Relates Eynat Guez, the founder of “Papaya Global” that operates a platform for adapting the management of employees to the laws of foreign countries. This is Guez’s third company. She tells “Calcalist” about the difficulties of managing employees abroad and about the mistakes that fast growing start ups make in this field.
Meir Aurbach, Calcalist
“Fast growing start ups companies break the law and cause themselves great damage”, Eynat Guez, the CEO and Co – Founder of “Papaya Global” told “Calcalist”. With woman making up 50% of its work force, and another 10% made up of a staff of Palestinians, ultra-orthodox women in Zefat and Bedouin in the Negev, with a turnover of 2 million dollars in its second year of operation, and zero investment until now from venture capital funds, Papaya Global is an exceptional start-up.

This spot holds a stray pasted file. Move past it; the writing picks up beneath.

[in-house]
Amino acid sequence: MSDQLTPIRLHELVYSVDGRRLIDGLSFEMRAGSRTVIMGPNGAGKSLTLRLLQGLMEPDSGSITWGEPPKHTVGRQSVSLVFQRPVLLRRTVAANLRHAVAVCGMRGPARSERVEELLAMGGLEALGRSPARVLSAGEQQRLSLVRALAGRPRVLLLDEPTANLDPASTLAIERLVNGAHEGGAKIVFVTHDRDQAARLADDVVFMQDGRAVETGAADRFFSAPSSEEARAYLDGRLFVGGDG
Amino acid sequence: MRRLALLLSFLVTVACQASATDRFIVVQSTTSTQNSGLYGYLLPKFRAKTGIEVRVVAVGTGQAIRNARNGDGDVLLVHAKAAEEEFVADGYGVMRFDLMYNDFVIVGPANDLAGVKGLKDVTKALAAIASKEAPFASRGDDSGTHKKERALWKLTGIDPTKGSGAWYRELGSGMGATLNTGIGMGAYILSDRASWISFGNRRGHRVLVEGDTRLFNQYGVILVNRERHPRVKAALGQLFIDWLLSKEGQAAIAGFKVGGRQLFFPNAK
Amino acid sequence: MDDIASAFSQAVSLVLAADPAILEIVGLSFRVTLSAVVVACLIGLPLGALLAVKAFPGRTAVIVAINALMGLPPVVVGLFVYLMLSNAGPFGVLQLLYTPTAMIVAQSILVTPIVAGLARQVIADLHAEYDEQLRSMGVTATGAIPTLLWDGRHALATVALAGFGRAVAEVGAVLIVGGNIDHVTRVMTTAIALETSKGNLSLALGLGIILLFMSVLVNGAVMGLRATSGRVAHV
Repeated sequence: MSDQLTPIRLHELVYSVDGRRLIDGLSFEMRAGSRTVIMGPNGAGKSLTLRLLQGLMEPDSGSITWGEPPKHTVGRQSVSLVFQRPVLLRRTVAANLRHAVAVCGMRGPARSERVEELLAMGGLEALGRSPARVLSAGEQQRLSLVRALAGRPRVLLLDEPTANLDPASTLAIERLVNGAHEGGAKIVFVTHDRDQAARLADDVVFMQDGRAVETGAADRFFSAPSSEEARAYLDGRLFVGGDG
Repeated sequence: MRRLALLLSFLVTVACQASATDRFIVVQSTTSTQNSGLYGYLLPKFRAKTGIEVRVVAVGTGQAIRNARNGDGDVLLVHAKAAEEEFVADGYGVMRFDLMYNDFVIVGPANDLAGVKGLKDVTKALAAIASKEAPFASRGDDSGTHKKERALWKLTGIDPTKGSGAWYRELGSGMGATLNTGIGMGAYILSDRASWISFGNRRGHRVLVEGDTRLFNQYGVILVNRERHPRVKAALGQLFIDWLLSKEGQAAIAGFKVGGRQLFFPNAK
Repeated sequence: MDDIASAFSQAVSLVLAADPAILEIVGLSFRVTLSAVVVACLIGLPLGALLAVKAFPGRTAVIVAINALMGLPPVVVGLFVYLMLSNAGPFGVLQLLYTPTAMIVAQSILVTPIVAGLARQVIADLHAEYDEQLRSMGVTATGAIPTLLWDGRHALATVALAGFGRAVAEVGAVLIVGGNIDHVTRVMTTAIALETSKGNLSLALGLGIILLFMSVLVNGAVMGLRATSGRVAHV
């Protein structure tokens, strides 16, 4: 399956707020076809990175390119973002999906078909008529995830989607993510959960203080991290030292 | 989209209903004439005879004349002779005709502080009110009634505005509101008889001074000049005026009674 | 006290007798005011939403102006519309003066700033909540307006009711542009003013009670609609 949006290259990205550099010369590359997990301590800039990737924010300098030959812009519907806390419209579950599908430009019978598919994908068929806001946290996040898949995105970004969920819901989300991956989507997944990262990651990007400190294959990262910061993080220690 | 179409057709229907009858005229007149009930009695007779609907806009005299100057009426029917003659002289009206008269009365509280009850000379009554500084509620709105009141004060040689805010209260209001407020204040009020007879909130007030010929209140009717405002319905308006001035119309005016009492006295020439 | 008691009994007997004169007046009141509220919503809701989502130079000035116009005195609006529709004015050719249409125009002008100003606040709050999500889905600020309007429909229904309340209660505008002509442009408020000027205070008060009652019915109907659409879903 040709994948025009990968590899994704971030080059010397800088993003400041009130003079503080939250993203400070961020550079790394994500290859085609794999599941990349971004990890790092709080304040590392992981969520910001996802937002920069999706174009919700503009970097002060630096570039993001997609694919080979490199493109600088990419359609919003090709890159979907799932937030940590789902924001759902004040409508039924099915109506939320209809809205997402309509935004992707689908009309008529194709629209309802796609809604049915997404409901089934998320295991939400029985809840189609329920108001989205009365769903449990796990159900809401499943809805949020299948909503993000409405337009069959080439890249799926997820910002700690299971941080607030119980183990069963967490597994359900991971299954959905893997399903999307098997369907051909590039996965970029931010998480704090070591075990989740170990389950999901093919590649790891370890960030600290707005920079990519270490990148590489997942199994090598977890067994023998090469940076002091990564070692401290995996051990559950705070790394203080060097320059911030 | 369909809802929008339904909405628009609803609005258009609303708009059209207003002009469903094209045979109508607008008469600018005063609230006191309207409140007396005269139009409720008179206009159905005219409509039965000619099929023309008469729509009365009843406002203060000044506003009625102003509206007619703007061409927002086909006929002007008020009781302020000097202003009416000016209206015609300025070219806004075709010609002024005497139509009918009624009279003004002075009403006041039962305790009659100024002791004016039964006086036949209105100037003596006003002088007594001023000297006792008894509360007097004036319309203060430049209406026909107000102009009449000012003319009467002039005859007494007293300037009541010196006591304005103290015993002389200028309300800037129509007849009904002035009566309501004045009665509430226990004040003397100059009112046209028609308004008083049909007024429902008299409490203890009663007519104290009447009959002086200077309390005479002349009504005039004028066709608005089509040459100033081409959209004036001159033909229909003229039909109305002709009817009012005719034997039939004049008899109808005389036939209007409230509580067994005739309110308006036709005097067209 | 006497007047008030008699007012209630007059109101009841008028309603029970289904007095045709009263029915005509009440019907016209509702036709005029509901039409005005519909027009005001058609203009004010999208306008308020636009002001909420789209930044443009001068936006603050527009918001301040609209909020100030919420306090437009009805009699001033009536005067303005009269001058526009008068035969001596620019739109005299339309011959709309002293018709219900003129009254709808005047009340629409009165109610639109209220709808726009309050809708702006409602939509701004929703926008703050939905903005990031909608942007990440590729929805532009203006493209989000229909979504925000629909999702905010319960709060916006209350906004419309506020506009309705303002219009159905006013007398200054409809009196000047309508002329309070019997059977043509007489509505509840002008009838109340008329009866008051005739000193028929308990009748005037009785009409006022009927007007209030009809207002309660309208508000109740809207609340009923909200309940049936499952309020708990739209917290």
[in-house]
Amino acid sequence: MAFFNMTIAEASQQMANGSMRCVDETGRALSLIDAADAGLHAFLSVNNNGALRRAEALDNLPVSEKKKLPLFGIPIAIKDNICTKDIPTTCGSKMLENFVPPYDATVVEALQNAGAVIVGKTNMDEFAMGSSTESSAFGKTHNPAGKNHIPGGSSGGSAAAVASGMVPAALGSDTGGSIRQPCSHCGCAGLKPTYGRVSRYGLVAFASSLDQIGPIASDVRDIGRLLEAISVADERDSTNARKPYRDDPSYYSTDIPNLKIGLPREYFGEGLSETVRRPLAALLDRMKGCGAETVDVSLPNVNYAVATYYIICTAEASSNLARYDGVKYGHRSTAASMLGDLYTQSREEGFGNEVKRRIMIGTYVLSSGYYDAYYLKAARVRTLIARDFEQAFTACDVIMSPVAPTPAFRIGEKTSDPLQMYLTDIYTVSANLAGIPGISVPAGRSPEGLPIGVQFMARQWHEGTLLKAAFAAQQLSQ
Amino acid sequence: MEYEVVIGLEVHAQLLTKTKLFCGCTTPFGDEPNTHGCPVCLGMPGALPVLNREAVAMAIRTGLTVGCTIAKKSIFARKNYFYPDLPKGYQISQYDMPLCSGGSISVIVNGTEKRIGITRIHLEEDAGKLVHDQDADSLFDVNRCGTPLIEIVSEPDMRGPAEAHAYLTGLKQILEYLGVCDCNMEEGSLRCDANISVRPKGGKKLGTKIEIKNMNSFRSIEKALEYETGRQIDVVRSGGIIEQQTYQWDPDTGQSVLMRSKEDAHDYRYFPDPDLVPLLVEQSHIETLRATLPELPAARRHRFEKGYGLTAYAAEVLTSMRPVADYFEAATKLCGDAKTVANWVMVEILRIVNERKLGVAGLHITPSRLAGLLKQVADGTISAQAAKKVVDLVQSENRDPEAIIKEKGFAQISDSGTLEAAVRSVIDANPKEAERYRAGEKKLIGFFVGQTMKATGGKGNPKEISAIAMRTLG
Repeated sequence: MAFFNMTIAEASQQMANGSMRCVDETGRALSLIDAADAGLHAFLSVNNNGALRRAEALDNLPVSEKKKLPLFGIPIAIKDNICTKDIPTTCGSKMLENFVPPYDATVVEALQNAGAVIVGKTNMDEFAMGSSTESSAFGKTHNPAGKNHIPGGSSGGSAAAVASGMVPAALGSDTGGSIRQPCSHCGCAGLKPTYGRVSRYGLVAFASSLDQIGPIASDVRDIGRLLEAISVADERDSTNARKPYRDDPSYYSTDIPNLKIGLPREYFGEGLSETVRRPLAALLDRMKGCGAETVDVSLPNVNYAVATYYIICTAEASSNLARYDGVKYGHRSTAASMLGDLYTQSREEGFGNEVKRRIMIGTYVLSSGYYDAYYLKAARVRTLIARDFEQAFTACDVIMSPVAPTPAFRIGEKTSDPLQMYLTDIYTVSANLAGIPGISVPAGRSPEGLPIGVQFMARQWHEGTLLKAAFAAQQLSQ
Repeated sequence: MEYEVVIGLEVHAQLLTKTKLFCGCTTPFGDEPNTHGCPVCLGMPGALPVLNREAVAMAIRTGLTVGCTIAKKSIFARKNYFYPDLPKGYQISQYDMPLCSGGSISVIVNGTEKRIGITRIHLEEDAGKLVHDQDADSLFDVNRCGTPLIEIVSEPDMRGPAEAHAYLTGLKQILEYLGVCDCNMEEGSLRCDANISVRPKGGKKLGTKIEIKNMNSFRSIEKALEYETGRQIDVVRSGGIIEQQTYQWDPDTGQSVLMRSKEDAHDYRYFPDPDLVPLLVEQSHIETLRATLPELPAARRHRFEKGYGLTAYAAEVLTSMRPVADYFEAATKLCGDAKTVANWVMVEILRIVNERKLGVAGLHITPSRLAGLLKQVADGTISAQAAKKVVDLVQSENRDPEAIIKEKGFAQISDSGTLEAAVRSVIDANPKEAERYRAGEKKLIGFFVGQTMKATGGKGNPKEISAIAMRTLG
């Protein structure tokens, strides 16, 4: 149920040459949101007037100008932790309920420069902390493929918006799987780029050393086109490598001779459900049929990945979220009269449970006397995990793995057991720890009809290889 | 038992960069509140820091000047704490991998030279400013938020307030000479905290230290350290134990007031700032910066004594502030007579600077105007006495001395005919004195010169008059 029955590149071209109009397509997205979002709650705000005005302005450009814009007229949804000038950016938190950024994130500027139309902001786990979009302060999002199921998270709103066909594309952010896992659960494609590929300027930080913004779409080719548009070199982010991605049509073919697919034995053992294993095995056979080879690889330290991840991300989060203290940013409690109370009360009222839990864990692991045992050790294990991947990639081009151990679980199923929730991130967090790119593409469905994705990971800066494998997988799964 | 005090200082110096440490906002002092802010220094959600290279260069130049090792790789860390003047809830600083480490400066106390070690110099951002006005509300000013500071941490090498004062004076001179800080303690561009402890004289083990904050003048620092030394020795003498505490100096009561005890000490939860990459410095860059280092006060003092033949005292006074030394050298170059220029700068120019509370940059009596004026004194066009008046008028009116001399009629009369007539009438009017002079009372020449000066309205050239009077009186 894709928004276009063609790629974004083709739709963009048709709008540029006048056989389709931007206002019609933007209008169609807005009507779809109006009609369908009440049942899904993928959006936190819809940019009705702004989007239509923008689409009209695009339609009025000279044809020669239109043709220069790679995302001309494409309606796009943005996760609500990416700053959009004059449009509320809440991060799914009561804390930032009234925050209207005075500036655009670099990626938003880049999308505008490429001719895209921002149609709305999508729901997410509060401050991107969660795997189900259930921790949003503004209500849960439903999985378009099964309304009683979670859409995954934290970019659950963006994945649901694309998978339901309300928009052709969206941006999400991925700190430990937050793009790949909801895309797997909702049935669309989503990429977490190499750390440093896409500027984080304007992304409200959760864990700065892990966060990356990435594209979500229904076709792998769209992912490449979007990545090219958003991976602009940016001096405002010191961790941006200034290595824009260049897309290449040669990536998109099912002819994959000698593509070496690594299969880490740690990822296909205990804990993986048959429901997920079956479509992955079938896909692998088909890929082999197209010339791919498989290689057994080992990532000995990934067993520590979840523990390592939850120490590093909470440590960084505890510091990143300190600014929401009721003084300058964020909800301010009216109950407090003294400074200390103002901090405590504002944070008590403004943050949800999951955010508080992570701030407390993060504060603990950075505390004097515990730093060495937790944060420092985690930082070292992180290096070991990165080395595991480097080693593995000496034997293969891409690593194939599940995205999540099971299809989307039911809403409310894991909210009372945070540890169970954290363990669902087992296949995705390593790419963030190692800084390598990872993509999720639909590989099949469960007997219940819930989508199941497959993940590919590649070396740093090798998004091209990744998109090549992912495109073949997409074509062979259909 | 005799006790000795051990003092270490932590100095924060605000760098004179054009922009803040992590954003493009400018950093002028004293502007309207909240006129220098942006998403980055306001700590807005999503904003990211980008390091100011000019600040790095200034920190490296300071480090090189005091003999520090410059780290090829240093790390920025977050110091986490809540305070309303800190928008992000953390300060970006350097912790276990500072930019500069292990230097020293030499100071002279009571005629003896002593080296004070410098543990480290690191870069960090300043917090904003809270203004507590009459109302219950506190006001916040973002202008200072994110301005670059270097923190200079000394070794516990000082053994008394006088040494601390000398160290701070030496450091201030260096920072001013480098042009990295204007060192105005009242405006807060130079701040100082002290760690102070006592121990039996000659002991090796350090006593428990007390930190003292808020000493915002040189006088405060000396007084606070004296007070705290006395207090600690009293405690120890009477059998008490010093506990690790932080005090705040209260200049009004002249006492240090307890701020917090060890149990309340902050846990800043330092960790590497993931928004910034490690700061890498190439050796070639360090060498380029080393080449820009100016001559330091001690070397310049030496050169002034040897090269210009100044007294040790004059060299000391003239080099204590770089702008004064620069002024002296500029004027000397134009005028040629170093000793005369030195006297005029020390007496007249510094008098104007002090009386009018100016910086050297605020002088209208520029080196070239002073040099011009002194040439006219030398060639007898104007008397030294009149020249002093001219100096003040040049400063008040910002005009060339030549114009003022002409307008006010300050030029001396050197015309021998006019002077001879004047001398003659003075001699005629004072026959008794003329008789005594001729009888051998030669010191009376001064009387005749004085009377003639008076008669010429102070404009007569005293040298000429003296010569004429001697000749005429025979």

For Guez, this is the third company she has established; the former two (Relocation Sources in Israel, and Expert Source in Asia) were service companies which were set up without raising capital and grew very quickly. “Papaya Global is the transformation of the whole world of global know-how that I accumulated through the years to an automated payroll platform which to me, was missing in my relationship with customers.
On the one hand, we are used to managing everything in a controlled, computerized and automatic manner, when its related to salaries and expenses in the headquarters of the company, but on the other hand, because lacking of solutions for global management, and the difficulties involved in global management, companies have been forced to leave this like a black hole, managed manually, with many mistakes. We are here in order to completely solve this.”